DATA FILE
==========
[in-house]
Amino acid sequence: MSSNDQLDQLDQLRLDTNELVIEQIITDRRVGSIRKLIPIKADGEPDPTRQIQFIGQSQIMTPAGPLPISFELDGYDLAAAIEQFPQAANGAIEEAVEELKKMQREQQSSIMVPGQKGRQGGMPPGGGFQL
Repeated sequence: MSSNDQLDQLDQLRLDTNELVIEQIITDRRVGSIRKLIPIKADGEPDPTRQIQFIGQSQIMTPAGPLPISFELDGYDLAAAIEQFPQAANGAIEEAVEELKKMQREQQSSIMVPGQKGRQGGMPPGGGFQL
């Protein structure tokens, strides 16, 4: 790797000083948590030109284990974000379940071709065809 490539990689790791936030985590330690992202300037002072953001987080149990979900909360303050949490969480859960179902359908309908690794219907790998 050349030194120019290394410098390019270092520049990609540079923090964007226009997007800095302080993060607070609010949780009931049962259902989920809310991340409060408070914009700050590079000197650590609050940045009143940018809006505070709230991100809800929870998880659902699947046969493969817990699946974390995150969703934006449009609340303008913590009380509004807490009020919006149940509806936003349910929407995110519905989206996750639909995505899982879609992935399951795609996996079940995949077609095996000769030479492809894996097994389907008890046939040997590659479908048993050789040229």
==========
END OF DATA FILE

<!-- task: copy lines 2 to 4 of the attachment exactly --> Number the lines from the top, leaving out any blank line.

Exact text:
Amino acid sequence: MSSNDQLDQLDQLRLDTNELVIEQIITDRRVGSIRKLIPIKADGEPDPTRQIQFIGQSQIMTPAGPLPISFELDGYDLAAAIEQFPQAANGAIEEAVEELKKMQREQQSSIMVPGQKGRQGGMPPGGGFQL
Repeated sequence: MSSNDQLDQLDQLRLDTNELVIEQIITDRRVGSIRKLIPIKADGEPDPTRQIQFIGQSQIMTPAGPLPISFELDGYDLAAAIEQFPQAANGAIEEAVEELKKMQREQQSSIMVPGQKGRQGGMPPGGGFQL
């Protein structure tokens, strides 16, 4: 790797000083948590030109284990974000379940071709065809 490539990689790791936030985590330690992202300037002072953001987080149990979900909360303050949490969480859960179902359908309908690794219907790998 050349030194120019290394410098390019270092520049990609540079923090964007226009997007800095302080993060607070609010949780009931049962259902989920809310991340409060408070914009700050590079000197650590609050940045009143940018809006505070709230991100809800929870998880659902699947046969493969817990699946974390995150969703934006449009609340303008913590009380509004807490009020919006149940509806936003349910929407995110519905989206996750639909995505899982879609992935399951795609996996079940995949077609095996000769030479492809894996097994389907008890046939040997590659479908048993050789040229």